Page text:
Limestone Fens & Bog Turtles of Cherry Valley NWR

Limestone Fens of Cherry Valley National Wildlife Refuge

Cherry Valley Wildlife Refuge lies within a region characterized by major seasonal changes from hot, humid summers to potentially severe winter cold. Resembling open meadows, the mid-Atlantic calcareous fens in Cherry Valley are nestled in the Pocono Mountains among bogs, swamps, and hillside seeps (Levin & Lehigh Valley Audubon Society, 2008). These rare peatlands consist of limestone bedrock with mineral-rich water supplied by seeps and springs (The Nature Conservancy, n.d.). Layers of peat retain nutrients, restricting their availability to plants. However, deposition of calcium and magnesium results in elevated soil pH, supporting a wide range of sedge grasses, reeds, and other low-growing vegetation (The Nature Conservancy, n.d.). The high primary productivity in a fen supports great diversity in limited populations of small mammals, fish, birds, and larger predators (Turner & Gannon, 1995). According to The Nature Conservancy (n.d.), “Cherry Valley is home to 85 rare species, including the federally threatened bog turtle, federally endangered northeastern bulrush, and dwarf wedge mussel.”

Title Photo Credit: Friends of Cherry Valley.

Native and Invasive Species Interactions

Limestone fens & Bog Turtles of Cherry Valley NWR
Endangered Bog Turtle, Photo Credit, NRCS New Jersey

Historically, these types of open wetlands were maintained by populations of beavers and bison, as well as occasional fires (US Fish and Wildlife Service, n.d.). In the absence of these components, area fens are threatened by successional and non-native vegetation. Invasive species, such as purple loosestrife, see little environmental resistance in the competition for space (Ecology and Management of Invasive Plants Program, n.d.). These non-native plants may succeed in altering the fen’s structure and function as they can quickly crowd out native plants. Native animal species experience higher environmental resistance as primary food sources become scarcer. Vegetative succession also increases environmental resistance for native endangered species while lowering resistance for predators hunting along encroaching woodland edges (US Fish and Wildlife Service, n.d.). The issue is exacerbated by conversion and fragmentation of these wetlands for other land uses.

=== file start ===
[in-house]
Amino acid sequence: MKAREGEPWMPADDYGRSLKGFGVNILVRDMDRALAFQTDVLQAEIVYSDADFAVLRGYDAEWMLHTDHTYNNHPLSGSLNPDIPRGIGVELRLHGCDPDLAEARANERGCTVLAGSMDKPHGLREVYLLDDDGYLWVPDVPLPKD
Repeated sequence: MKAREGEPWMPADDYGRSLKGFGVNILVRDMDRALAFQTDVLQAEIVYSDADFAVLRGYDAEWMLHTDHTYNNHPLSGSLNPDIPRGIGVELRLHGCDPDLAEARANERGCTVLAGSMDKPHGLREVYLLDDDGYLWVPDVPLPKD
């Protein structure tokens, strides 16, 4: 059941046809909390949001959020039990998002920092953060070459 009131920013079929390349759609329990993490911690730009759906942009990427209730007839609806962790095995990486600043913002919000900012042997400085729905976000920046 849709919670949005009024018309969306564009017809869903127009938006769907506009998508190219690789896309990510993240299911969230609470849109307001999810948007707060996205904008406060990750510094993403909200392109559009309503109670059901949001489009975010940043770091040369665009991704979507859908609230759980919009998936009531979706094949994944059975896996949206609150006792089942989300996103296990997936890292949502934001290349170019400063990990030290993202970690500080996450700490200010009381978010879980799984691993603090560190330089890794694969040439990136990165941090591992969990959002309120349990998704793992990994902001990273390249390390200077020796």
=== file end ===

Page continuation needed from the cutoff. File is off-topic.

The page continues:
Fragmentation and conversion of surrounding land are among the many factors determining nutrient cycling in a fen. Other factors include the geology, topography, and hydrology. According to The Fen Management Handbook (2011), fens are fragile habitats where nutrient cycling involves only small amounts of available inorganic nutrients. This means the ecosystem is more vulnerable to changes such as water level fluctuations and increases in nitrogen or phosphorus. Land use near Cherry Valley NWR indicates potential for undesirable nutrient enrichment from agricultural sources. As of 2008, 16 percent of parcels were designated as agricultural, including cropland and various livestock farming (US Fish and Wildlife Service Economic Division, 2008). Increased use of chemical fertilizers may concentrate nitrates in groundwater feeding the fens, and livestock farming is a source of phosphorus enrichment. Other land use issues indicated by the US Fish and Wildlife Service Economic Division assessment (2008) are the growing residential neighborhoods, industrial sites, as well as road networks. In addition, the proximity of New York City and Philadelphia increase the probability of development and atmospheric nitrogen enrichment. A product of burning fossil fuels, nitrous oxide is a key pollutant in fens. It is a source of nitrogen and other components that react to acidify fens (The Fen Management Handbook, 2011). Many fen ecosystems in the region were lost as a result of pollution and drainage for various types of development.


According to Nature Conservancy (The Nature Conservancy, n.d.), the most pressing threats to limestone fens and other ecosystems in Cherry Valley are residential development and the spread of non-native species. Examination of these issues, coupled with the rarity of Cherry Valley habitats and species, concluded with the 2008 establishment of Cherry Valley National Wildlife Refuge. Basing actions upon previously addressed environmental impacts, Nature Conservancy works with US Fish and Wildlife Service restoring and maintaining Cherry Valley’s fens. First, area landowners are advised of protection options (The Nature Conservancy, n.d.) to address root causes of nutrient enrichment (The Fen Management Handbook, 2011). Next, on-going land acquisition plays a crucial role in developing wildlife corridors and buffer zones to manage nutrient pathways (The Fen Management Handbook, 2011). Finally, eliminating invasive species from the area serves to restore natural functions (The Nature Conservancy, n.d.). Managing fens is part of the larger plan to preserve habitat and provide corridors along the Kittatinny Ridge.


Ecology and management of invasive plants program. (n.d.). Purple loosestrife. Retrieved from

Levin, J., & Lehigh Valley Audubon Society. (2008, April 9). Cherry Valley National Wildlife Refuge. Retrieved from

The Fen Management Handbook (2011), Editors A. McBride, I. Diack, N. Droy, B. Hamill, P. Jones, J. Schutten, A. Skinner, and M. Street. Scottish Natural Heritage, Perth.

The Nature Conservancy. (n.d.). About Cherry Valley in Pennsylvania. Retrieved from

Turner, M., & Gannon, R. (1995). Types of Wetlands and Their Roles in the Watershed. Retrieved from

US Fish and Wildlife Service Economic Division. (2008).Economic assessment for a proposed Cherry Valley National Wildlife Refuge. Retrieved from

US Fish and Wildlife Service. (n.d.). Bog Turtle – Clemmys muhlenbergii. Retrieved from

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